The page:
June 4 2008
ILR holds second seminar on workers' rights and corporate social responsibility
ILR's International Programs in Ithaca and Global Labor Institute in New York City brought top leaders from brand-name firms, worker advocacy groups, and government agencies to the ILR Metropolitan Office May 15-16 for another one-of-a-kind seminar on workers' freedom of association under corporate "codes of conduct" for supplier factories overseas. Accumulating demand for the seminar among brand-names companies, non-governmental organizations, trade unions and government agencies prompted ILR senior lecturer Lance Compa and Professor Sarosh Kuruvilla to reprise the seminar they first put on in May 2005.
Compa explained, "Many U.S.-based firms have developed corporate social responsibility programs and codes of conduct to promote decent working conditions, including clauses on workers' rights to form unions and to bargain collectively. The challenge is how to effectively apply these codes to get real improvements for workers."
"Brand-name firms use internal and external monitors for on-site reviews of factory performance in code compliance," said Kuruvilla. "But qualitative monitoring for workers' organizing and bargaining rights presents challenges far different from monitoring for quantifiable issues like child labor, safety standards and minimum wages. That's why we designed this seminar devoted solely to freedom of association under codes of conduct."
Kuruvilla cited three goals of the seminar: "to clarify our definition and understanding of FOA provisions in codes of conduct; to identify the knowledge and skills needed for effective code application, and how effective application can help make respect for workers' rights a normal business practice, not an occasional bright spot in an otherwise dismal landscape."
In two days of intensive work, officials from Coca-Cola, Nike, Adidas Group, VF Corp., Jones Apparel, Walt Disney Co., Cadbury Chocolates, Walgreens and other brand firms exchanged views and ideas for improving freedom of association practices with representatives of the Service Employees International Union (SEIU), Human Rights Watch, Oxfam USA, Farmworker Justice, International Labor Rights Forum and other NGOs, alongside multistakeholder groups like Social Accountability International, Fair Labor Association, Transfair USA, and the certified auditing organization CSCC. These private sector groups were joined at the seminar by representatives from the U.S. Department of Labor and the World Bank's International Finance Corporation.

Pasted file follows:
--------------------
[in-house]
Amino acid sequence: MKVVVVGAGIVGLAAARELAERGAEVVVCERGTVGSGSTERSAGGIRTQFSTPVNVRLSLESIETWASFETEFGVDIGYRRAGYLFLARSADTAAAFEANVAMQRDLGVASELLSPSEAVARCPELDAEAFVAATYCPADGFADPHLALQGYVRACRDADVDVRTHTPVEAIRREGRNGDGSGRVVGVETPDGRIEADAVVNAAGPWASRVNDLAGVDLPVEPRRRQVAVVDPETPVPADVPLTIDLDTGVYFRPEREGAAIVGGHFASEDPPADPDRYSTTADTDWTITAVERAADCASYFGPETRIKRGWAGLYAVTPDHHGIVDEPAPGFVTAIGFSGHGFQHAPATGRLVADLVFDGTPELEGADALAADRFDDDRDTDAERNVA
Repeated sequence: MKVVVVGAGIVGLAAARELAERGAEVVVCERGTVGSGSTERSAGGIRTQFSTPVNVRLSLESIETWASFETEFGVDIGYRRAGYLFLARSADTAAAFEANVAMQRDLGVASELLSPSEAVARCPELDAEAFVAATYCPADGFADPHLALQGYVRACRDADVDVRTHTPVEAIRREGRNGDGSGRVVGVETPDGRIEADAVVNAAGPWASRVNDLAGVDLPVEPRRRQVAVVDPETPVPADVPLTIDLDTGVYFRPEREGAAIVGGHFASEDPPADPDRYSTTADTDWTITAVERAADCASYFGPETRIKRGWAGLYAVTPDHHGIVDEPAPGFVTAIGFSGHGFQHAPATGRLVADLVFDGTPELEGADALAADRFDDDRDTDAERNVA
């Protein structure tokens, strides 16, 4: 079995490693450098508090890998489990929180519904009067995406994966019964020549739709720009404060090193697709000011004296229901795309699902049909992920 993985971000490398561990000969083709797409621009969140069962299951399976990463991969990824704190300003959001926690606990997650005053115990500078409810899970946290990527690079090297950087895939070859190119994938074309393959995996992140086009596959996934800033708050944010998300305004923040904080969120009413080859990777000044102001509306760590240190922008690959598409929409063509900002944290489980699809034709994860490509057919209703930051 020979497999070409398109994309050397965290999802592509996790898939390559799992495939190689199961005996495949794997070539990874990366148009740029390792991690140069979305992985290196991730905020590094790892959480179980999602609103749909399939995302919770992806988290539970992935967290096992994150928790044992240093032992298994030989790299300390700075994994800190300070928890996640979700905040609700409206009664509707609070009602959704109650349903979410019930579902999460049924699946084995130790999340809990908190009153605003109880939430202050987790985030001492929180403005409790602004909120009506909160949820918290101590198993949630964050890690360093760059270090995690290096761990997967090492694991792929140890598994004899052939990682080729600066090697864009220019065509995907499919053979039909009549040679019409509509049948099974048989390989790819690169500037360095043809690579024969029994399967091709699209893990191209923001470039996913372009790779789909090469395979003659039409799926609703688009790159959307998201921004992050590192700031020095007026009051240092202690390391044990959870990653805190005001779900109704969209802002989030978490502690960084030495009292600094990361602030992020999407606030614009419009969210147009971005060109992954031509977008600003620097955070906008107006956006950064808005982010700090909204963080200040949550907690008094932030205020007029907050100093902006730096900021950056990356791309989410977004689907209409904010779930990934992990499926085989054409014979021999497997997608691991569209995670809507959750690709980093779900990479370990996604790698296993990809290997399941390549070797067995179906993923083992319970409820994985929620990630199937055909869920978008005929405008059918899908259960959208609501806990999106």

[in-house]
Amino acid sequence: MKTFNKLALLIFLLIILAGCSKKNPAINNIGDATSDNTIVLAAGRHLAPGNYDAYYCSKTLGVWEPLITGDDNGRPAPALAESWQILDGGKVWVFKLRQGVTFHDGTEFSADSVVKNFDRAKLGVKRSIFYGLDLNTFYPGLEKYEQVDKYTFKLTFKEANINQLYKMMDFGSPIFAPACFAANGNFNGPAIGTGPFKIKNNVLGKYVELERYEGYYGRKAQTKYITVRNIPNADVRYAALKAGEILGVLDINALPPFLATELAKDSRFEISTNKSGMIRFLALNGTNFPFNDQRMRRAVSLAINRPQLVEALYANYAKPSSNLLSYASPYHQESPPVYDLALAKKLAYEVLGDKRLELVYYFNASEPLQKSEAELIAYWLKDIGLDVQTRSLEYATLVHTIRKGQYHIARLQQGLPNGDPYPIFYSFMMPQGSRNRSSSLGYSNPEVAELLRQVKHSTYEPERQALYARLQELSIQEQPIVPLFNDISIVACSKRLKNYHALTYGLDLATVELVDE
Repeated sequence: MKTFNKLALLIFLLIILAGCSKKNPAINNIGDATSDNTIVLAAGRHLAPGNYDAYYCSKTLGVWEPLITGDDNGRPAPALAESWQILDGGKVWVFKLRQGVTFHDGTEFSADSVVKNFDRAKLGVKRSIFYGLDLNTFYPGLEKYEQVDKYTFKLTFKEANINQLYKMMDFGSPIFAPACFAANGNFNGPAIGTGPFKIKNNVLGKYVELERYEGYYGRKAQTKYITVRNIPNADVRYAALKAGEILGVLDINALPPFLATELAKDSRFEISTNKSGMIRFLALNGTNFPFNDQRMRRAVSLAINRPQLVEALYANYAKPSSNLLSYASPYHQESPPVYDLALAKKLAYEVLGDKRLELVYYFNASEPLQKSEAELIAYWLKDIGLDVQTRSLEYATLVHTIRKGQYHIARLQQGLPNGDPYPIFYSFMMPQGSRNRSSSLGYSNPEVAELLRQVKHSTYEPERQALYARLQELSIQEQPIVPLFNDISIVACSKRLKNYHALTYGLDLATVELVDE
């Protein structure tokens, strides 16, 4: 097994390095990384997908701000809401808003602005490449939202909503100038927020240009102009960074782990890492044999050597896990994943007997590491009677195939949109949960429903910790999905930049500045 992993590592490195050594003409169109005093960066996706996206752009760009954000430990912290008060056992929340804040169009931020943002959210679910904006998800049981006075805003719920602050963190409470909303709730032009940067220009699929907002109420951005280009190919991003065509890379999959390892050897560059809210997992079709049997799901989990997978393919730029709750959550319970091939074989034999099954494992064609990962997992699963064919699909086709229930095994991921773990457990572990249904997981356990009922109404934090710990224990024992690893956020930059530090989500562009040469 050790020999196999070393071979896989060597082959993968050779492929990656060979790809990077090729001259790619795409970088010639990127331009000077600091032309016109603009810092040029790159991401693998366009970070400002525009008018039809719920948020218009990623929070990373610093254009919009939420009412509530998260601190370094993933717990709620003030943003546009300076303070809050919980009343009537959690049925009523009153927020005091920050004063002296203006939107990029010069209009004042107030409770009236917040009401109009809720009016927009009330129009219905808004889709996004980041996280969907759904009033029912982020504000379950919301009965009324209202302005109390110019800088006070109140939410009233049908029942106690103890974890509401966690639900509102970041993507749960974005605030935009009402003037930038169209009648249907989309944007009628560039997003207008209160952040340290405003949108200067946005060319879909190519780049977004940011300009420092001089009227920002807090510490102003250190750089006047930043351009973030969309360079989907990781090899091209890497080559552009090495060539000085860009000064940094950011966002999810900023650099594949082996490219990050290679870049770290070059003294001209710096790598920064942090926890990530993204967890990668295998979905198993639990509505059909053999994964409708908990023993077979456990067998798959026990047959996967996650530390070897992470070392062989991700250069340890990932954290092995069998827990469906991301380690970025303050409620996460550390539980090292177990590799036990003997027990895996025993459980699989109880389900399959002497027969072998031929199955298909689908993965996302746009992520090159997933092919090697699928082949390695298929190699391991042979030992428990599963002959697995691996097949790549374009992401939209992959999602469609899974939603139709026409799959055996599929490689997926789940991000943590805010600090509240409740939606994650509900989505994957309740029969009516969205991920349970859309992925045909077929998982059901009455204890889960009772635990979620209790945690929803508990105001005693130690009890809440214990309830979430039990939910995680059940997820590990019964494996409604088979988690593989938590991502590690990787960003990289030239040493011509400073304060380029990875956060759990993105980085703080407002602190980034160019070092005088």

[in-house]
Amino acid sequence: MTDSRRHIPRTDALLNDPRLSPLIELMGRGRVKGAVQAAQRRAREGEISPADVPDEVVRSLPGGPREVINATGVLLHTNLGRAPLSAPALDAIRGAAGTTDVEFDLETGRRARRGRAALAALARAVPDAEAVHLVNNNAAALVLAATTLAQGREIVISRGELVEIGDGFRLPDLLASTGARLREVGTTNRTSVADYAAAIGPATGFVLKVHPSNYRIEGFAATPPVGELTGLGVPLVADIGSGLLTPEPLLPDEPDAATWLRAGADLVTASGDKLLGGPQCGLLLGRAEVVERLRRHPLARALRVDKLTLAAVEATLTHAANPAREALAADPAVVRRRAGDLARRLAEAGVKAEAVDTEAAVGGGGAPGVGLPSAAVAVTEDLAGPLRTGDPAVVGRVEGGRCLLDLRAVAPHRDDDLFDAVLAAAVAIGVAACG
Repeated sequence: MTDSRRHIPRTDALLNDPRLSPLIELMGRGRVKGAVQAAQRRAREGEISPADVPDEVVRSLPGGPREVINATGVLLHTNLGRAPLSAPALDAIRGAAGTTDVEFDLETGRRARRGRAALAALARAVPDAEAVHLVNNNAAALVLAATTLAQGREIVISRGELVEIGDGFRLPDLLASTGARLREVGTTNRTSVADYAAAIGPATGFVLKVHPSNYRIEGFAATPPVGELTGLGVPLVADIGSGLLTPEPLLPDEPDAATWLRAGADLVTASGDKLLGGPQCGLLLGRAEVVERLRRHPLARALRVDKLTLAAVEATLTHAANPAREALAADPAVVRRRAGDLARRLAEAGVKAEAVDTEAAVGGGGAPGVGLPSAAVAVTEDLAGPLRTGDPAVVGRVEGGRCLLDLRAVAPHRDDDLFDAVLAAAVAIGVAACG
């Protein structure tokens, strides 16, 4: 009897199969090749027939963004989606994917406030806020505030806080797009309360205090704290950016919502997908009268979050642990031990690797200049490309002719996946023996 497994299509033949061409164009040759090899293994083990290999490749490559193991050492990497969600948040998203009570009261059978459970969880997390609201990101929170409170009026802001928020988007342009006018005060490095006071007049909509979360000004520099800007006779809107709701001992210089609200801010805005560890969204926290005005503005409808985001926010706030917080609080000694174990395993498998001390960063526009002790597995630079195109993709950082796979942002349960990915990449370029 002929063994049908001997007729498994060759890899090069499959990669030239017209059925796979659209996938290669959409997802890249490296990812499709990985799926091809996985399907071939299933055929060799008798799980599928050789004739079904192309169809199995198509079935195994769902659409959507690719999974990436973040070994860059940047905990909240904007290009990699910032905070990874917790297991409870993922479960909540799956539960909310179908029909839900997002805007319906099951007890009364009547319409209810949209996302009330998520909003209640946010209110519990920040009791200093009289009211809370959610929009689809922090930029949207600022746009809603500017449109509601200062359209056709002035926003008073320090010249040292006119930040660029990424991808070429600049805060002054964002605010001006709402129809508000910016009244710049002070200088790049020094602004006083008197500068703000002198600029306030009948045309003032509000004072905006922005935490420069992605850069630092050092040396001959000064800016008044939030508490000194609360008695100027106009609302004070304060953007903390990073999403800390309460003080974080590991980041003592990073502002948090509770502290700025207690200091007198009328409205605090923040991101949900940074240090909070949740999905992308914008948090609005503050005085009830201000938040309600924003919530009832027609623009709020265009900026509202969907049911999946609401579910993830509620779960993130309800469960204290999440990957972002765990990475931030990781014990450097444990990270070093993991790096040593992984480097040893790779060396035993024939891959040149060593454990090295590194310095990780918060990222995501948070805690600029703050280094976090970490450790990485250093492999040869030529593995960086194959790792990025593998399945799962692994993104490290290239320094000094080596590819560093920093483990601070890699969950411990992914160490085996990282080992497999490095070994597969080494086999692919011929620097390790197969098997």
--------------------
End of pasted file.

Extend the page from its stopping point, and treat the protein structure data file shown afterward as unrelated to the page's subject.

"The diversity of backgrounds and views of participants made the seminar crackle with energy," said Compa. "We didn't resolve every issue, but we made valuable progress on addressing freedom of association under codes of conduct."
Compa said, "It's clear from the enthusiastic response of seminar participants that we're on to something important and that the ILR School has a unique capacity to bring such diverse groups together. Many participants told us that they felt more comfortable speaking freely about these issues in an academic setting provided by ILR."
The seminar examined freedom of association issues in specific countries that stand out in the global supply chain. Kuruvilla and Compa analyzed developments in India and Mexico, respectively. They were joined in country-focused presentations by ILR visiting scholar Bill Taylor, an expert on labor in China and Vietnam; University of Michigan Professor Mary Gallagher, a China expert; and Judy Gearhart of Social Accountability International, who had recently returned from field work in Central America.
Compa added, "With International Programs' research strengths, GLI's reach among global labor actors, and the Extension Division's expertise in training, we are going to have many opportunities to build on this experience with more seminars of this kind, and new ones as well."
Jill Kubit of the Global Labor Institute staff in New York led the planning and event team, assisted by Laura Phillips, a Columbia University graduate student interning at ILR, and by ILR staff associate Jo-Ann Perkins.